Objects for Reflection: New Acquisitions of Medieval Art November 16, 2018
During the hustle and bustle of the holiday season, a display of recent acquisitions of medieval art offers you a moment to pause and reflect, surrounded by beautiful sacred objects.
Three in particular—a rare illuminated Hebrew manuscript, an intricate cross, and one of just a handful of surviving drawings of the Rouen Cathedral—are on view alongside other selections from the MFAH collections, enriching the Museum’s ability to tell the story of pre-modern art and culture.
German, The Montefiore Mainz Mahzor, c. 1310–20
One of the few Hebrew manuscripts of its kind still in existence, The Montefiore Mainz Mahzor is a festival prayer book that was used during the Jewish High Holidays of Rosh Hashanah and Yom Kippur. Medieval-era Jewish communities in trading towns along Germany’s Main and Rhine Rivers commissioned luxurious illustrated manuscripts such as this one, which would have been displayed publicly for the entire congregation to use. The worn pages, some long ago incised or cut away, attest to use by generations of worshippers.
Spanish, Processional Cross, c. 1400
An exquisite and rare surviving example of medieval Spanish goldsmithing, this imposing and intricately detailed cross is an exceptional expression of the High Gothic style that flourished around 1400 in Barcelona and the surrounding region. It is especially well-preserved, with delicate enamels that have retained their color over centuries. The crucified Christ figure is framed by depictions of the Virgin Mary, Saint John, and the resurrections of Christ and Adam or possibly Lazarus, with evangelists depicted in enamels on the reverse of the cross.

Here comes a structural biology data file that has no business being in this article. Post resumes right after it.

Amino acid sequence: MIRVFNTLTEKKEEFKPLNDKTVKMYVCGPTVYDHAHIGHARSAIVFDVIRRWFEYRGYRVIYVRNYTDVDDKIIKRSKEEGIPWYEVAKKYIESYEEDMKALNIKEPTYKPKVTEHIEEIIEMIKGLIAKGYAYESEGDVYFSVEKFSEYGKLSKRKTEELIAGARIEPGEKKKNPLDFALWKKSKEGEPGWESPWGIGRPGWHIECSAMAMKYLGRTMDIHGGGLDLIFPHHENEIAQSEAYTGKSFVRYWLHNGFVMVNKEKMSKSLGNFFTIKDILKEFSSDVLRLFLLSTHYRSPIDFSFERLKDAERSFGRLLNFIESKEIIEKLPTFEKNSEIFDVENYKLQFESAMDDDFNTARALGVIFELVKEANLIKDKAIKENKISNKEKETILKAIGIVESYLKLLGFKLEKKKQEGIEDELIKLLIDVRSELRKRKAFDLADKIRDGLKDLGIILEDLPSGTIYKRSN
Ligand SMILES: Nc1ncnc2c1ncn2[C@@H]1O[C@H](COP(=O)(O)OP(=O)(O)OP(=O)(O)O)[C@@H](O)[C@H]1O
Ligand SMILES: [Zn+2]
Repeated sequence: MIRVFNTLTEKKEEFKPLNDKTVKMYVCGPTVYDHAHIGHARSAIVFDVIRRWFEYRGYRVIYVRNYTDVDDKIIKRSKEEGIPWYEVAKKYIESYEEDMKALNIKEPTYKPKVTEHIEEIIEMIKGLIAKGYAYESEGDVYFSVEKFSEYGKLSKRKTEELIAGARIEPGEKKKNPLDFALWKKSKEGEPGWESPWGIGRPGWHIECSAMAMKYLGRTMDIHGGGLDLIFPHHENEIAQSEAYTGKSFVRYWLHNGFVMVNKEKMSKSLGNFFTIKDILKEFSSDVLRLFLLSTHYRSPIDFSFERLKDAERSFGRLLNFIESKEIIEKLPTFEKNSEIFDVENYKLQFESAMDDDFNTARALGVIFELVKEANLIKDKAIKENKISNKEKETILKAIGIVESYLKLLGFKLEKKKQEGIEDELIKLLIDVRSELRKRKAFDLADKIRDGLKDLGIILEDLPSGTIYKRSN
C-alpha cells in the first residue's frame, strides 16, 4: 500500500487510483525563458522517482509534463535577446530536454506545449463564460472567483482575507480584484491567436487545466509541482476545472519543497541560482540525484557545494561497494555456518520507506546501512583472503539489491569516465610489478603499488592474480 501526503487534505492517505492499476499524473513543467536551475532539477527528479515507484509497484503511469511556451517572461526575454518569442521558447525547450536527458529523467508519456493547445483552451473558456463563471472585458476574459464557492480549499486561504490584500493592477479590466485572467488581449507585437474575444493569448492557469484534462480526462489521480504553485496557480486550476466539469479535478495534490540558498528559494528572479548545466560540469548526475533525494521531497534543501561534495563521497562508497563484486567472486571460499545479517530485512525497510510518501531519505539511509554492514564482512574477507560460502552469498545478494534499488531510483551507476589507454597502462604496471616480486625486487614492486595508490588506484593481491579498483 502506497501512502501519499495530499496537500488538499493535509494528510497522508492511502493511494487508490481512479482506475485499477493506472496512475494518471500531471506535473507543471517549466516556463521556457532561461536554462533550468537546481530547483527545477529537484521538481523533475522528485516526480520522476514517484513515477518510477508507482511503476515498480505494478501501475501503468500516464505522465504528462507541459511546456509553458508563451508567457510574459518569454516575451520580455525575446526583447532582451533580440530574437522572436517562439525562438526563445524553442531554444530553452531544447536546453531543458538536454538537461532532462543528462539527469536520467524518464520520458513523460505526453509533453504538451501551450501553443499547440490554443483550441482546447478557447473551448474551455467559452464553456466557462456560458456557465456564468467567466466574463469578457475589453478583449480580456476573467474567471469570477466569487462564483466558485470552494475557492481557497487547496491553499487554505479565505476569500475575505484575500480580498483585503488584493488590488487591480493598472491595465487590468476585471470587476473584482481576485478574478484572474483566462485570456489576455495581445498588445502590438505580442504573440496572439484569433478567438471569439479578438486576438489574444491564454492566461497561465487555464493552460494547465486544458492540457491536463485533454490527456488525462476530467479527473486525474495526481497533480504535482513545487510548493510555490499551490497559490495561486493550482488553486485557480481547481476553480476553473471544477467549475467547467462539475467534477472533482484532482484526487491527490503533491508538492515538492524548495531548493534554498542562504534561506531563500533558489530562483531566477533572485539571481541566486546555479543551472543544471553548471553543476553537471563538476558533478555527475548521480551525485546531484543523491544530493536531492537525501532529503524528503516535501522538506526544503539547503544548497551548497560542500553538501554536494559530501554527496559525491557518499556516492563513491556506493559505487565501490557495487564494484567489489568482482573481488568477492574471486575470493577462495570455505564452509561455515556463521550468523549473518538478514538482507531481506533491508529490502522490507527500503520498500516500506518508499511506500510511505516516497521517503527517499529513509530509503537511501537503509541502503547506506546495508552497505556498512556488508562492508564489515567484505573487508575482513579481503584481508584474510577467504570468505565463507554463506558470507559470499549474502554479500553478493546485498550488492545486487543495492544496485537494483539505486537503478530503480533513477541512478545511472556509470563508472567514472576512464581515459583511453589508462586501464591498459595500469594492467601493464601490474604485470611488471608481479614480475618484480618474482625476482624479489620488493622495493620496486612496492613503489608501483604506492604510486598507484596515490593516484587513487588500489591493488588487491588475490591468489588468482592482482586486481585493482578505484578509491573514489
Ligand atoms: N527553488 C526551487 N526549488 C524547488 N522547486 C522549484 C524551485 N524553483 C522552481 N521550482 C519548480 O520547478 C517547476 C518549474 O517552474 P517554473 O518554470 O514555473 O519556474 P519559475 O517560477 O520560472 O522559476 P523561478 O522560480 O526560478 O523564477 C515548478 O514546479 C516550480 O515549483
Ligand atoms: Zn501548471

Attributed to Roulland le Roux, Design for the Rouen Cathedral Tower, 1516
At 11 feet high, this 1516 drawing of a tower of the Rouen Cathedral in France is monumental. Drafted under the creative direction of Roulland le Roux—the French architect who designed aspects of the Rouen Cathedral in the early 1500s—the drawing on parchment was likely the winning concept in a competition for the rebuilding of the cathedral’s transept tower, which later burned and was rebuilt in the 19th century. One of only a small number of such drawings in the world, this one is exceptional for its size, complexity, and state of preservation.
See these objects and other works of art on the second floor of the Beck Building.
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